Guiding principles: Accessibility and Affordability, Community Engagement, Compatibility and Integration
Barriers addressed: Cost, Market Forces
Grants can be used to both directly fund projects developed for the benefit of low-income customers, and provide technical assistance to community-based organizations looking to support solar development, particularly in communities of color, environmental justice communities, and low-income communities.
One source of direct grant funding for projects that already exists nationally is the Community Development Block Grant (CDBG) program, one of the longest-running programs of the U.S. Department of Housing and Urban Development (HUD). CDBG “is a flexible program that provides communities with resources to address a wide range of unique community development needs.” HUD has authorized the use of CDBG funding for energy projects, and many cities are already using it for solar.
Investing in community organizations can also facilitate solar projects. Community organizations are often well-situated to support the development of solar in their communities given their relationships, community expertise, and history of doing economic and social development work. However, they tend to be resource-constrained and tasked with tackling a range of issues to meet community needs. Grants and technical assistance can help community-based organizations engage with solar installers, policymakers, and planners; do outreach to support solar adoption; help with project development such as siting, program management software, permitting and other ‘soft cost’ reduction, and resources to support communication efforts with low‐income customers.
Examples of grant programs that can build capacity for community-based organizations to support low-income solar projects include:
- U.S. Department of Energy (DOE) Sunshot Initiative Solar Market Pathways Cooperative Grants. In 2015, DOE awarded Cook County, Illinois with a $1.2 million cooperative grant to support community-based organizations, environmental organizations, solar developers, Cook County, and other stakeholders in their development of a community shared solar program, among other solar market pathways. The grant provides funding for participants to do feasibility studies, identify economic models, create a marketplace, and pilot five to seven projects.
- New York City Worker Owned Cooperative Development Initiative. As low-income communities seek to find viable and wealth-building solutions in the energy economy, many communities are exploring the role of cooperative developments as a way to boost ownership and participation. Worker-owned cooperatives like the Energy Solidarity Cooperative in the San Francisco Bay Area and the Pacific Electric Worker-Owned Coop in Los Angeles are two examples of worker-owned cooperative efforts that are investing in low-income and community of color solar projects. These types of efforts can be a key opportunity for low-income solar engagement and can blossom with the right types of grant support. One example of such funding is the New York City (NYC) Worker Owned Cooperative Development Initiative. In FY 2015, NYC allocated $1.2 million to invest in the development of worker-owned cooperatives. The funding was dedicated to technical assistance efforts to new and current worker-owned cooperatives through legal support, business planning, and start-up seed capital for newly developing cooperatives. While general, it could provide seed money for solar cooperatives in the city.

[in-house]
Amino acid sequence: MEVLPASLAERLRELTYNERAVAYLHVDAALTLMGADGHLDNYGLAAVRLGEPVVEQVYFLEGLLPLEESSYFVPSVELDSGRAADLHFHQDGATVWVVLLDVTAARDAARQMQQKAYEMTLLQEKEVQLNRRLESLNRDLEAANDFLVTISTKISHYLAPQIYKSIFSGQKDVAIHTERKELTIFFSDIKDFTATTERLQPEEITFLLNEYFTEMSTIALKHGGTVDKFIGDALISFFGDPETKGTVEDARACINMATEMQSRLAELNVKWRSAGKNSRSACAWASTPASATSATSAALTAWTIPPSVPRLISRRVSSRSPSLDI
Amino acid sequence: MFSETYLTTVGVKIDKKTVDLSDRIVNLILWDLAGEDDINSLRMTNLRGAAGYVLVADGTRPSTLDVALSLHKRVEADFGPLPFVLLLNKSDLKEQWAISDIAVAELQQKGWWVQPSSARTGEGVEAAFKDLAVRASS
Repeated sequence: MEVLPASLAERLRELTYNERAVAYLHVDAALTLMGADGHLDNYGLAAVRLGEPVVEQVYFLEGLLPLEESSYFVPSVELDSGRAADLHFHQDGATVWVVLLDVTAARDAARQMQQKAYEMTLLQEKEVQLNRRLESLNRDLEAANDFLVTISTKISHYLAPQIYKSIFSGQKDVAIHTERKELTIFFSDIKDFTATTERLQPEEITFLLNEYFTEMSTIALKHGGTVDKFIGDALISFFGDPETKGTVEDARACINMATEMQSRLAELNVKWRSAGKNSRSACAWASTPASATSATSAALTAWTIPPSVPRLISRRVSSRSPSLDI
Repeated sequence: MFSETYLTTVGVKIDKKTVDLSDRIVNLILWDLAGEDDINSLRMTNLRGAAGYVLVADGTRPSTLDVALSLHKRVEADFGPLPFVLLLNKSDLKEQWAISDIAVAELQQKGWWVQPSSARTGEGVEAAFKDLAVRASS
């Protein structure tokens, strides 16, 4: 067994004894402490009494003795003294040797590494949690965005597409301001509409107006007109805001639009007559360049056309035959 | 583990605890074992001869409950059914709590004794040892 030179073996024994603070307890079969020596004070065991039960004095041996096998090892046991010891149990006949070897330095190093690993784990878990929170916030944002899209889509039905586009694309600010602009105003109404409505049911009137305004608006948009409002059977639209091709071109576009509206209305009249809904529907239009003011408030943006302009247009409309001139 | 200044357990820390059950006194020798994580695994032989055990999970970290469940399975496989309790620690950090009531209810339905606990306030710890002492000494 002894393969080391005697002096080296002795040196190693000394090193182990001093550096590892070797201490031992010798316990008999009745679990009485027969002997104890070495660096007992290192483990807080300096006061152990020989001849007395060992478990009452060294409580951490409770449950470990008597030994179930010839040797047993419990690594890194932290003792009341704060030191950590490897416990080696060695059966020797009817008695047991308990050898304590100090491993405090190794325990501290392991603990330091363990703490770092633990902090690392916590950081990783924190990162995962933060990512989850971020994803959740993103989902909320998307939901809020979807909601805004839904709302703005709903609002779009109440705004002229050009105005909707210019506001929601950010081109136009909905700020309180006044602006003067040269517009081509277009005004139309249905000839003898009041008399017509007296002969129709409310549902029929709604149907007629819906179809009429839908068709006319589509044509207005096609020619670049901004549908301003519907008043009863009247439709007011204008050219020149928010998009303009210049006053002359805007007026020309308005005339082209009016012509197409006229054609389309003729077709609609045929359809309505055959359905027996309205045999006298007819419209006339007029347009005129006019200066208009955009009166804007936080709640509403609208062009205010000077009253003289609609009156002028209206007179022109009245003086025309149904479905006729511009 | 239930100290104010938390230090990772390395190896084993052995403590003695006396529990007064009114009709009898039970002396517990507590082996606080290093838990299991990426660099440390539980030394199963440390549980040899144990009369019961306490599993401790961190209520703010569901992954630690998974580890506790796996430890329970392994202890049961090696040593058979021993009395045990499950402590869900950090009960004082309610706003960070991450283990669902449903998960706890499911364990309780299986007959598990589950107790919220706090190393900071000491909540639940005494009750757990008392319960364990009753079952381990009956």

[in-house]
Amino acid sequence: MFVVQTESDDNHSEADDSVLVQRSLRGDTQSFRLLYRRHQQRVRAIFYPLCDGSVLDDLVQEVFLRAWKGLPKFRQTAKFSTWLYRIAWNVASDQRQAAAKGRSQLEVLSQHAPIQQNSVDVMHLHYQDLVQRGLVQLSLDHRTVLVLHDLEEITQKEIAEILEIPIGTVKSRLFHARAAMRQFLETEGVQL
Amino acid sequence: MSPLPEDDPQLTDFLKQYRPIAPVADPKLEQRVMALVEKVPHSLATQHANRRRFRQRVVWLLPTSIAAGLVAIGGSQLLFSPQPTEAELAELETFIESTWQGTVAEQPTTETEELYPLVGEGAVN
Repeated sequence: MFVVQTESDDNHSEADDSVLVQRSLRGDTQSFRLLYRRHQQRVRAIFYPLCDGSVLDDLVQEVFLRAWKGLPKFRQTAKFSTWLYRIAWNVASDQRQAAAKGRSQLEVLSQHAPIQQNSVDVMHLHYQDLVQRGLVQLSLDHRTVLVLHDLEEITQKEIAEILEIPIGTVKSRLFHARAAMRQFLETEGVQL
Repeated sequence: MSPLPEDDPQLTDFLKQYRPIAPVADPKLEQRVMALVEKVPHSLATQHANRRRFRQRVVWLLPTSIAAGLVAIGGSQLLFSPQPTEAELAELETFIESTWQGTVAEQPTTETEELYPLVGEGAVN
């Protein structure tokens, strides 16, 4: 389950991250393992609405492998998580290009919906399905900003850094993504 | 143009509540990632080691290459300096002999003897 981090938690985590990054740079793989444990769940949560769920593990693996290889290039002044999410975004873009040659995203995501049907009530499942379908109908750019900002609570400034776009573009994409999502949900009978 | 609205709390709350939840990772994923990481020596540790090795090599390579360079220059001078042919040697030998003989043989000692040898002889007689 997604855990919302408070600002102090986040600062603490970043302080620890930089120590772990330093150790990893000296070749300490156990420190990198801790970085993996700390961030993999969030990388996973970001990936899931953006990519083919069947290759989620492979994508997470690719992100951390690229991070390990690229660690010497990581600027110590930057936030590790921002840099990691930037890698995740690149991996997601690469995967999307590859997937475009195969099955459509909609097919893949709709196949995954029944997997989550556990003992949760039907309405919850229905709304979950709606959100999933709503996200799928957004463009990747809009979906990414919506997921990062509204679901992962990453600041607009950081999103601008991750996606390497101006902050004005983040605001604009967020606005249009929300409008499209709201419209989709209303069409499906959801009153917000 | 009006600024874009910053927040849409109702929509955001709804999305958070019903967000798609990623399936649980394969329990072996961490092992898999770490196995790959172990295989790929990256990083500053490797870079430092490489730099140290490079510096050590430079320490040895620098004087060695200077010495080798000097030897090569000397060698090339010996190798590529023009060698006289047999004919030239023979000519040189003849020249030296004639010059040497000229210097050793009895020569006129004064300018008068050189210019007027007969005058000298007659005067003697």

- Colorado Energy Office (CEO) Low-income Community Shared Solar Demonstration Project. In 2015, the CEO launched a low-income community solar demonstration project designed to demonstrate the viability of community solar models that serve low-income households. GRID Alternatives received a $1.2 million grant in August 2015 to develop and implement a portfolio of projects. For more on this see the community shared solar models section.
- Florida Solar and Energy Loan Fund (SELF). A nonprofit lending institution created by St. Lucie County in 2010, SELF provides low-cost loans to small businesses and residents with credit scores as low as 500 for energy-saving improvements such as efficiency and solar. To give low-income residents an affordable way to achieve energy and financial savings, SELF created the Clean Energy Loan Program, providing assistance throughout the home energy upgrade process. The fund was initially created with seed money from state and federal grants, and has offered about 300 loans to date with interest rates as low as six percent and terms as long as 15 years. Participants see average energy savings of 22 percent.